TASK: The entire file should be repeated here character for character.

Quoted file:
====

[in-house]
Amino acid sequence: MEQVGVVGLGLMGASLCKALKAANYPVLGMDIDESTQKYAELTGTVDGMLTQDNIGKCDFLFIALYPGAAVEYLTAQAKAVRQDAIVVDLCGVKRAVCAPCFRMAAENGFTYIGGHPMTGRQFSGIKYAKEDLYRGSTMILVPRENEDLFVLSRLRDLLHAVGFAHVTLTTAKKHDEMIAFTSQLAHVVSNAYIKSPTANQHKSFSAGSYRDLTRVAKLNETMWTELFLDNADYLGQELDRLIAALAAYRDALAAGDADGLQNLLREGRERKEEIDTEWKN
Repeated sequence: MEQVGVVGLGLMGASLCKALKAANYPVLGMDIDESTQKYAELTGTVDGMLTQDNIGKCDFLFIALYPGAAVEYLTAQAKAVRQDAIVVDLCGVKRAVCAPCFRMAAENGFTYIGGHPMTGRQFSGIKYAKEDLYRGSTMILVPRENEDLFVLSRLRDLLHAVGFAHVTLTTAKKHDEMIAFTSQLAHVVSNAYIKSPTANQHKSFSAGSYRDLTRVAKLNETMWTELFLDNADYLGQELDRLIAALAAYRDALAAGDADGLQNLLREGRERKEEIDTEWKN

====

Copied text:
[in-house]
Amino acid sequence: MEQVGVVGLGLMGASLCKALKAANYPVLGMDIDESTQKYAELTGTVDGMLTQDNIGKCDFLFIALYPGAAVEYLTAQAKAVRQDAIVVDLCGVKRAVCAPCFRMAAENGFTYIGGHPMTGRQFSGIKYAKEDLYRGSTMILVPRENEDLFVLSRLRDLLHAVGFAHVTLTTAKKHDEMIAFTSQLAHVVSNAYIKSPTANQHKSFSAGSYRDLTRVAKLNETMWTELFLDNADYLGQELDRLIAALAAYRDALAAGDADGLQNLLREGRERKEEIDTEWKN
Repeated sequence: MEQVGVVGLGLMGASLCKALKAANYPVLGMDIDESTQKYAELTGTVDGMLTQDNIGKCDFLFIALYPGAAVEYLTAQAKAVRQDAIVVDLCGVKRAVCAPCFRMAAENGFTYIGGHPMTGRQFSGIKYAKEDLYRGSTMILVPRENEDLFVLSRLRDLLHAVGFAHVTLTTAKKHDEMIAFTSQLAHVVSNAYIKSPTANQHKSFSAGSYRDLTRVAKLNETMWTELFLDNADYLGQELDRLIAALAAYRDALAAGDADGLQNLLREGRERKEEIDTEWKN